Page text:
Point Lookout: a free weekly publication of Chaco Canyon Consulting
Volume 10, Issue 32;   August 11, 2010: Take Charge of Your Learning

Take Charge of Your Learning

by

Many of us let others set our learning agendas — peers, employers, or the mass media. But you can gain much both personally and professionally by setting your own learning agenda.
The Stevens Memorial Library in Ashburnham, Massachusetts

The Stevens Memorial Library in Ashburnham, Massachusetts. The population of the town of Ashburnham is only about 5,500, but it has supported a small library since the 1880s. Public libraries, large and small, can be delightful resources for those who want to take charge of their own learning. Their holdings include materials from fields you know well, and from fields you know nothing about. If you aren't familiar with your town's library, consider beginning to explore it. If you are already familiar with your town's library, are there not some corners you haven't explored? If not, consider exploring the library of a neighboring town. The disorientation caused by unfamiliarity usually leads to educational surprises. Photo courtesy the Stevens Memorial Library.

Have you ever seen an airplane-related disaster in an in-flight movie? I doubt you'll see Snakes on a Plane on your next flight to LA. The criteria the airlines use for selecting onboard film entertainment probably eliminate anything that might make passengers uneasy.

Relying on others to choose your onboard entertainment restricts your film choices to meet criteria set by others. The airlines' goal is not merely to entertain — they want to entertain without the risk of creating anxiety or fear in some passengers. Even if you personally wouldn't experience anxiety from watching Snakes on a Plane, on a plane, people who don't know you are making the choice for you. And even if they did know you, they would still be concerned about other passengers.

As it is with entertainments, so it is with learning. Most of us learn from the stream of knowledge that comes our way by happenstance. Unless you take charge of your own learning, what you learn might be determined by the biases and preferences of others. Here are some examples, with suggestions for taking charge.

Mass media
Broadcasting, film, newspapers, magazines, and books provide most of the curriculum of our own personal learning. Revenue goals certainly influence the content decisions of media organizations, and for most of these outlets, achieving balance in your own personal education is not a goal.
But with some effort, you can get balanced, provocative content from mass media. Avoid scandal sheets and exploiters of incendiary or titillating topics, because their primary focus is revenue. Do you seek unusual sources with clear records of achievement? Do your mass media sources regularly set exemplary educational standards?
Friends, relations, and acquaintances
In conversations with people in our immediate social circles, we exchange what we've learned elsewhere, occasionally delivering original thoughts. But few of us actually seek connection with people for their ability to present provocative ideas.
You can't Do you seek connection
with people who can set
your brain in motion?
do much about choosing your relatives, but you can choose friends and acquaintances. Do you seek connection with people who can set your brain in motion?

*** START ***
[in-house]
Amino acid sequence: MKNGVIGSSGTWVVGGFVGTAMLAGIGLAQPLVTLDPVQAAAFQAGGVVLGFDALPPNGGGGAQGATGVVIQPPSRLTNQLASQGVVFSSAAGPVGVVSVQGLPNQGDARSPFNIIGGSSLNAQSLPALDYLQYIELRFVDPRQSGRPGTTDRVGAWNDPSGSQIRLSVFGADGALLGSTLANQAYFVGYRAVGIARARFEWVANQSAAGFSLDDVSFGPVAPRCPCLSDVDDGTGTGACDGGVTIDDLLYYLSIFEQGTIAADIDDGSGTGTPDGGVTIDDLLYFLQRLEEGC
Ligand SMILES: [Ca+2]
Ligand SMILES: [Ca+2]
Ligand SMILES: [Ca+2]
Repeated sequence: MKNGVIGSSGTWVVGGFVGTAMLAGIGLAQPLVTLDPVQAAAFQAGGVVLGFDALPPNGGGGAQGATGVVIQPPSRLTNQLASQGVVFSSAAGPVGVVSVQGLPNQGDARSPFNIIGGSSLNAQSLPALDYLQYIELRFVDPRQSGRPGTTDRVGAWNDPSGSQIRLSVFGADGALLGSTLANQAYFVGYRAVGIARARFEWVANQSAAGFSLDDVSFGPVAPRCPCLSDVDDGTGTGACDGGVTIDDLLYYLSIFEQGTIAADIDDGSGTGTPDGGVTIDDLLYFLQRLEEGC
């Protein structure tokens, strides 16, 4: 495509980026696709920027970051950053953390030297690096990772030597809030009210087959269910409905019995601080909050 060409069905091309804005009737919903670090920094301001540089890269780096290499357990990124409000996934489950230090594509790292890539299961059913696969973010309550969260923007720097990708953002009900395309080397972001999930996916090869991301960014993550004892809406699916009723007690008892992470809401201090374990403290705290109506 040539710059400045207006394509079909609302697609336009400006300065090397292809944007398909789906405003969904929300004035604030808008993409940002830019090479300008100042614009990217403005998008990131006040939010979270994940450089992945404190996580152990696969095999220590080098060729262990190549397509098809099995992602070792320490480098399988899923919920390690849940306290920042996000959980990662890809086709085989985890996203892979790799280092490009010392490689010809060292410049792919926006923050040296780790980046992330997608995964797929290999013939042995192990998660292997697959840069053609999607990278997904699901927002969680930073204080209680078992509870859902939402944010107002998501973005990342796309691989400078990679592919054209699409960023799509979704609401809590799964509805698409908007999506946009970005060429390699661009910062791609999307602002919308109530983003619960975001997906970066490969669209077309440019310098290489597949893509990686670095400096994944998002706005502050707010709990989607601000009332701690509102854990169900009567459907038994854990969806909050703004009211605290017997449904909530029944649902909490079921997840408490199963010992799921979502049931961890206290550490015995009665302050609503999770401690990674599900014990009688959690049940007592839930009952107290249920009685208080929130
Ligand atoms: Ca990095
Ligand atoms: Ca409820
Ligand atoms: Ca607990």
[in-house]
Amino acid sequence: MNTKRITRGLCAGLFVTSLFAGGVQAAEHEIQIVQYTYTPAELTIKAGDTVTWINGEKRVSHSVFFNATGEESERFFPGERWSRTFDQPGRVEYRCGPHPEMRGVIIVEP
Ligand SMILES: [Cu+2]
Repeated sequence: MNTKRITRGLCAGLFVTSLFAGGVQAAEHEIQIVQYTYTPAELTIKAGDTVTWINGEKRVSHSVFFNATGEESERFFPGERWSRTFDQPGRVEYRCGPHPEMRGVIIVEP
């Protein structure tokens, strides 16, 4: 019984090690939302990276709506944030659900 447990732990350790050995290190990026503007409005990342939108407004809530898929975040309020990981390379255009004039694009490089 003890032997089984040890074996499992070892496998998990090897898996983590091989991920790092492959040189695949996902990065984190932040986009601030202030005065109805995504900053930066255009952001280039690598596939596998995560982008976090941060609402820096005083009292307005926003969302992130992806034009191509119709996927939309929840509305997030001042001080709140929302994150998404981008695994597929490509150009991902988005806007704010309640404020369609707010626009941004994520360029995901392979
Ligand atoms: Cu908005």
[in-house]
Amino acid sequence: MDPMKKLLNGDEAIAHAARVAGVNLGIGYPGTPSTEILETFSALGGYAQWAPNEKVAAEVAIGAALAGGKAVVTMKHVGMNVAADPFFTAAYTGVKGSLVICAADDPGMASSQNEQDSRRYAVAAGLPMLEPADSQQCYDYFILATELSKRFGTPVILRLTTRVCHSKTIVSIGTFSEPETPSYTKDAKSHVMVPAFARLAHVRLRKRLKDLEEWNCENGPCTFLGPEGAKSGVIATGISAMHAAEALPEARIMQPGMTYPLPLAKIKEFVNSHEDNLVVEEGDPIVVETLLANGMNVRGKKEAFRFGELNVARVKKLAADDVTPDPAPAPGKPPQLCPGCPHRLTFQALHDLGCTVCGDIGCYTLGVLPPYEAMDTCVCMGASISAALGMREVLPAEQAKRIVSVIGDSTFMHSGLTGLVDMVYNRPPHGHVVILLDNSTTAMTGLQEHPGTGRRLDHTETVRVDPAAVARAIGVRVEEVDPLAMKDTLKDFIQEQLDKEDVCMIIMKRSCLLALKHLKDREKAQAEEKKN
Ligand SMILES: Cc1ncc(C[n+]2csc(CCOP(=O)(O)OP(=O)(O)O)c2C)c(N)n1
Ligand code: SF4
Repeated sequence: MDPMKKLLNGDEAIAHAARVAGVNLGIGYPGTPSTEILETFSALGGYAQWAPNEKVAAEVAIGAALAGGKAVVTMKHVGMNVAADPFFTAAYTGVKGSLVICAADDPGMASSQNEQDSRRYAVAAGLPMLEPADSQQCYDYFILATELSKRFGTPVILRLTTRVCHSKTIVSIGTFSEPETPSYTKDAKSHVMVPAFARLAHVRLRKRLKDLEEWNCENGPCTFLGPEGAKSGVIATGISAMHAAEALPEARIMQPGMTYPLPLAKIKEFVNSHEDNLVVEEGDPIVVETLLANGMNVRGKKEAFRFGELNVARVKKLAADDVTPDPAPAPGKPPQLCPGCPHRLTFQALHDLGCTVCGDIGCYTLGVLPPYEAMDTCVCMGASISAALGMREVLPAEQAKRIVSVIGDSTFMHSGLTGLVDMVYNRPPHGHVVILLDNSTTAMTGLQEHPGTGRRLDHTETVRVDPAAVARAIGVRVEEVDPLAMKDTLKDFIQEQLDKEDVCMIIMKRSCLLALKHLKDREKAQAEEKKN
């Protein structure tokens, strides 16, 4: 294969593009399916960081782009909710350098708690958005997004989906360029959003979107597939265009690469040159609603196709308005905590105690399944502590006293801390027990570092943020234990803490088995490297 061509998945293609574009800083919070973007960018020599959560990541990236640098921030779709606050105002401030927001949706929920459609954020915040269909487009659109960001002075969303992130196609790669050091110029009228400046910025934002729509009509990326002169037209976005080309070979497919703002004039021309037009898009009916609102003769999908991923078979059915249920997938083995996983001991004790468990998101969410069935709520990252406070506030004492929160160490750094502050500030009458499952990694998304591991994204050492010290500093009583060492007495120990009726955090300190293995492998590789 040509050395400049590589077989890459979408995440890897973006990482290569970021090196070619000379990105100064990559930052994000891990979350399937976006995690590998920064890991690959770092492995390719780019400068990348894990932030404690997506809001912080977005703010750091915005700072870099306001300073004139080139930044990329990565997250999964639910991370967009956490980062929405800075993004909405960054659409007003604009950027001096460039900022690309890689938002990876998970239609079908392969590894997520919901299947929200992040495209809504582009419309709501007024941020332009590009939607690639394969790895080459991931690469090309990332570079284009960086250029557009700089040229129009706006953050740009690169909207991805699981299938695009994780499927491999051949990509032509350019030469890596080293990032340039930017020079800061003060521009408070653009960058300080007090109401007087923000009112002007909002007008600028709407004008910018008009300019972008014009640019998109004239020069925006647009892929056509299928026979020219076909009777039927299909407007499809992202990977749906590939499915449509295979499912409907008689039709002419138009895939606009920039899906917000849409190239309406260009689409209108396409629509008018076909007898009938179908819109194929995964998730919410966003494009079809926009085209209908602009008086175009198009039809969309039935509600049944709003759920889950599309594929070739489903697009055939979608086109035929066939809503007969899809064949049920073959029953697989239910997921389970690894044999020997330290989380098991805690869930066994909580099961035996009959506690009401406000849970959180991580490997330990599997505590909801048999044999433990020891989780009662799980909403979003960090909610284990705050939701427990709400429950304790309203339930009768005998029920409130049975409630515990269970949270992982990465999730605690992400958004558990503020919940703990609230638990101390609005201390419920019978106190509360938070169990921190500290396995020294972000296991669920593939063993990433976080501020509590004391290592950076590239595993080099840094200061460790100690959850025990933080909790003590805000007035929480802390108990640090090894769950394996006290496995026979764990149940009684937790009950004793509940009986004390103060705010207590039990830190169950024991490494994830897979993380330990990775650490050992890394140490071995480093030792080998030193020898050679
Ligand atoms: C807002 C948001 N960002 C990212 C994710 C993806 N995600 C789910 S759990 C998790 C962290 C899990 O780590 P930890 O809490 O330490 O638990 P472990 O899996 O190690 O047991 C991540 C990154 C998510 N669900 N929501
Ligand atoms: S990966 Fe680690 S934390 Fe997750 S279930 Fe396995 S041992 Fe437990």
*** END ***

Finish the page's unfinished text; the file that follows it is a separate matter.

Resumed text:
Employers and certification organizations
When employers and certification organizations consider what they would like you to learn, they tend to emphasize their own near term needs — this year's technologies, or the next couple of years at most. But your career lasts longer than that, and your own need for income and stimulation have a more distant time horizon.
When you use employer resources to fund your learning, and when you seek professional certifications, do you set objectives that produce lasting value? Neglecting your long-term goals can produce a storehouse of knowledge with relatively short shelf life.

To gain the learning advantages you want and need, select at least a few sources that nobody has screened for you, and that nobody has recommended. That can be scary. Be certain that you're scared enough. Go to top Top  Next issue: What Insubordinate Non-Subordinates Want: I  Next Issue

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Being blindsided by an adverse event could indicate the event's sudden, unexpected development. It can also indicate a failure to anticipate what could have been reasonably anticipated. How can we improve our ability to prepare for adverse events? Available here and by RSS on August 23.
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When we cannot resolve an issue in open debate, we sometimes try to explain the obstinacy of others. The explanations we favor can tell us more about ourselves than they do about others. Available here and by RSS on August 30.

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On 14The Race to the Pole: Ten Lessons for Project Managers December 1911, four men led by Roald Amundsen reached the South Pole. Thirty-five days later, Robert F. Scott and four others followed. Amundsen had won the race to the pole. Amundsen's party returned to base on 26 January 1912. Scott's party perished. As historical drama, why this happened is interesting enough, but to organizational leaders, business analysts, project sponsors, and project managers, the story is fascinating. Lessons abound. Read more about this program. Here are some dates for this program:

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